Re: [csswg-drafts] [css-shadow-parts] Unifying ::part() and ::--foo (#4900)

> Hopefully the :part() syntax can eventually be deprecated.
> [...]
>  I'd much rather see us fix selectors, e.g. your example could be ::--day:--weekend:--us-holiday (using custom state)

I disagree.

First, a more abstract objection: I don't think the tagname/classname distinction we currently have in the DOM is a *useful* distinction. It's something we inherited from DOM, but there's no meaningful difference between the two semantically; we even invented two "pretend I don't have a tagname" elements (`div` and `span`) to allow authors to supply their own semantic fully thru classes. The only thing tagnames meaningfully do is trigger browser-default behavior (`a` acts like a link, etc), but as far as CSS is concerned that's more or less a non-issue, and even then HTML is littered with exceptions (like all the various inputs clustered under a single `input` name despite varying behavior and semantics).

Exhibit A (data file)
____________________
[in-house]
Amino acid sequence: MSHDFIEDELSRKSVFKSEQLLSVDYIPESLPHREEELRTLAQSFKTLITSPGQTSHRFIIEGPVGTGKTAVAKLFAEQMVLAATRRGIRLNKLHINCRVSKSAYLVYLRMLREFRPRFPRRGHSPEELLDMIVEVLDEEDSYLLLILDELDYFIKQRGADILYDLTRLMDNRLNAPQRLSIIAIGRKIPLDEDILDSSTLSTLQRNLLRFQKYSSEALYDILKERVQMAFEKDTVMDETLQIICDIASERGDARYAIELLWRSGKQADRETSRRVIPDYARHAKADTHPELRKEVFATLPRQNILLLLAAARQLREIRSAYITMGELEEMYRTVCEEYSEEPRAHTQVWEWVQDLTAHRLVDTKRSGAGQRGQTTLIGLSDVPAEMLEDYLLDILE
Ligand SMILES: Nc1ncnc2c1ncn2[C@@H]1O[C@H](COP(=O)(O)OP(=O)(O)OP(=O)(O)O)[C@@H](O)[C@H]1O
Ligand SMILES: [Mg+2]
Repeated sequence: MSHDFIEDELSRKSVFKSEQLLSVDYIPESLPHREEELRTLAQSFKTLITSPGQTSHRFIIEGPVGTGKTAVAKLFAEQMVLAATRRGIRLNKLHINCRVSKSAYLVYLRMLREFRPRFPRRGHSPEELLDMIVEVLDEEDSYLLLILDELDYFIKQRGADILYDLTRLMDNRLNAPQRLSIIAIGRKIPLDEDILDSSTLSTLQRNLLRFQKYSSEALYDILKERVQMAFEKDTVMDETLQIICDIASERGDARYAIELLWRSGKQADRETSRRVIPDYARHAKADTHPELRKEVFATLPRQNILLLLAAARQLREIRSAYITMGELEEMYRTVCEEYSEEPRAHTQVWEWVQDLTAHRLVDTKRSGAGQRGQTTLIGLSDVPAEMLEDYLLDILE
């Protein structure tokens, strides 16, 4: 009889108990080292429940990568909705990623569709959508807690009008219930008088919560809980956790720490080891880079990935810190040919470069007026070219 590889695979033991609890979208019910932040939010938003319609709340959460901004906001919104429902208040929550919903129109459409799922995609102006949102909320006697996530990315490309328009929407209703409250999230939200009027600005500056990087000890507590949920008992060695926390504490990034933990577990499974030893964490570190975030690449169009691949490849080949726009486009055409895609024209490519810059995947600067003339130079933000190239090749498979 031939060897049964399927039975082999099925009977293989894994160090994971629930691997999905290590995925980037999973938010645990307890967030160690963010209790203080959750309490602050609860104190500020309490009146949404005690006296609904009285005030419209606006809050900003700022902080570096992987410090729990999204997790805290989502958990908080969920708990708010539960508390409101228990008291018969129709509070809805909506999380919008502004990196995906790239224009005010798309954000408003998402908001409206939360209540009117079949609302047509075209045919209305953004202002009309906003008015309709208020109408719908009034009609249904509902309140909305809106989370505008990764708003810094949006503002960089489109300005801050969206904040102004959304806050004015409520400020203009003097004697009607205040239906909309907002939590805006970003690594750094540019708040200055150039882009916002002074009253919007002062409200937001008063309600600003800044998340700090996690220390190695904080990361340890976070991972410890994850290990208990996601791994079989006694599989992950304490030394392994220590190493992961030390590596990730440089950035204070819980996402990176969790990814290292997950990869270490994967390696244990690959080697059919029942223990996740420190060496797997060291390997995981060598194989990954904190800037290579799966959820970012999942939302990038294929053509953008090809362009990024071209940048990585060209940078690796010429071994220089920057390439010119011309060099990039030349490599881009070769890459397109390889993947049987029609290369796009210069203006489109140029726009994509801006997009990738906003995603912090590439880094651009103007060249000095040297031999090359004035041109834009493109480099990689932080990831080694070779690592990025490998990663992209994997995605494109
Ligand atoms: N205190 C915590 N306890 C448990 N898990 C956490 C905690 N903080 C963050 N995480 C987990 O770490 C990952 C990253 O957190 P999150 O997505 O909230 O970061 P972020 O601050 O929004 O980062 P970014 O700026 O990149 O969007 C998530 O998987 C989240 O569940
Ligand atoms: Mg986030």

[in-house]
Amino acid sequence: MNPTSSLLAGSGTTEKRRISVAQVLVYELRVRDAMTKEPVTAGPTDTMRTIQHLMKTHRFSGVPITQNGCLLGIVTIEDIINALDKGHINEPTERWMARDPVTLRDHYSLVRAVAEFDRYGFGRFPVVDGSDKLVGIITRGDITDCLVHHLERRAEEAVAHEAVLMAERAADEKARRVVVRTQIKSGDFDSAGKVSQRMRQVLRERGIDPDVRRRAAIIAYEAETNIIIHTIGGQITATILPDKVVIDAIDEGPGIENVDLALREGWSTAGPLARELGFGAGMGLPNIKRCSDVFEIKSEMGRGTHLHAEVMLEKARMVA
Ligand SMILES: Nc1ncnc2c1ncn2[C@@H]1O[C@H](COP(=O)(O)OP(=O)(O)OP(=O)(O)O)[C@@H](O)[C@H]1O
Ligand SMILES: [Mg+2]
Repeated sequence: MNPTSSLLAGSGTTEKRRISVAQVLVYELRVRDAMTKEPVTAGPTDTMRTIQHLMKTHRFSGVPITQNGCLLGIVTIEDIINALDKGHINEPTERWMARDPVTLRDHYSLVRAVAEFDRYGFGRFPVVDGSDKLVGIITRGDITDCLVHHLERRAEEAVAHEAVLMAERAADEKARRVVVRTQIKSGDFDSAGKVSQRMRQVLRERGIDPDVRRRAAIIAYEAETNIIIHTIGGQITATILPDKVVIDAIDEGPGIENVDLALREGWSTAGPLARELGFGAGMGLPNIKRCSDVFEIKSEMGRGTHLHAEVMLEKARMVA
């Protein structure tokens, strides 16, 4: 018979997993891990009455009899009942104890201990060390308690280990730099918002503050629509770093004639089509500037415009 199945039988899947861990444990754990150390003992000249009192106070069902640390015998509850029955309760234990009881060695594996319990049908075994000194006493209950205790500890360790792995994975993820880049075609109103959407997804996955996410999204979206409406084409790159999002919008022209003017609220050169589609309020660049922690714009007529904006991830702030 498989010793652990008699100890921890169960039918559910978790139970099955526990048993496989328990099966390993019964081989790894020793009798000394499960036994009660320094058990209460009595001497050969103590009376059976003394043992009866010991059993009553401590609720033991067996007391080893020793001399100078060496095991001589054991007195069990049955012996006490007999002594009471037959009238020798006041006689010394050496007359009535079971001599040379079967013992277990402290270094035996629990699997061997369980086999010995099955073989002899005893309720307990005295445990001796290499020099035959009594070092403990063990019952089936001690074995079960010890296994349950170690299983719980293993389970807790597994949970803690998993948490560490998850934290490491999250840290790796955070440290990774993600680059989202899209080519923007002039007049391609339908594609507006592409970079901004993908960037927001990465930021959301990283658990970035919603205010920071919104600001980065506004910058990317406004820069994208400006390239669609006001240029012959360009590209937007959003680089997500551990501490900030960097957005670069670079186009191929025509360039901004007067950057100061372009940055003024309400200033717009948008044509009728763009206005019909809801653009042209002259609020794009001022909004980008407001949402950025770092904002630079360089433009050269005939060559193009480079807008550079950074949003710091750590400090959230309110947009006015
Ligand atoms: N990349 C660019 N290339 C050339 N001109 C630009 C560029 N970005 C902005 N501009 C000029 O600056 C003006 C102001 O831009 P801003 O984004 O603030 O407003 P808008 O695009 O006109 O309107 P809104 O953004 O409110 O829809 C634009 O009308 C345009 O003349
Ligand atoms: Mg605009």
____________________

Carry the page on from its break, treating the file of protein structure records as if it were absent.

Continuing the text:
So I don't think we should be trying to introduce the same distinction for custom elements.  Elements have a set of idents with class-like semantics; there's no need for a tagname-like semantic, and forcing authors to *decide* which of their several possible idents qualify as "most tagname-like" is a decision we shouldn't force authors to make. We want to offer a tagname-like *syntax* for convenience, nothing more.

Second, a more concrete objection: having a custom element expose its part semantics as pseudo-classes clashes with the existing custom pseudo-class proposal.

As I discussed in #7, I've come to believe that custom elements are indeed the most appropriate place in the DOM to expose custom pseudo-classes; in particular, I think there is no need to add them to arbitrary elements in the light dom.  Custom Elements have their own, component-controlled semantics that need to be deployed as a separate namespace from the author-level semantic (classnames), so a pseudo-class with a distinct syntax space works out fine.

Exposed parts hit the same conflict: the part itself might be a custom element, which exposes its own custom pseudo-classes. The outer component already has a place to indicate class-like semantics on its elements, in the form of the part name; merging the two means there can be clashes between two not-necessarily-cooperating elements, same as a custom element exposing its states by manipulating its host's `class` attribute.

(In this, I am assuming that the part's custom pseudo-classes will be available for matching, same as most UA-defined pseudo-classes are. I don't think this is an encapsulation break.)

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Received on Tuesday, 24 March 2020 21:27:36 UTC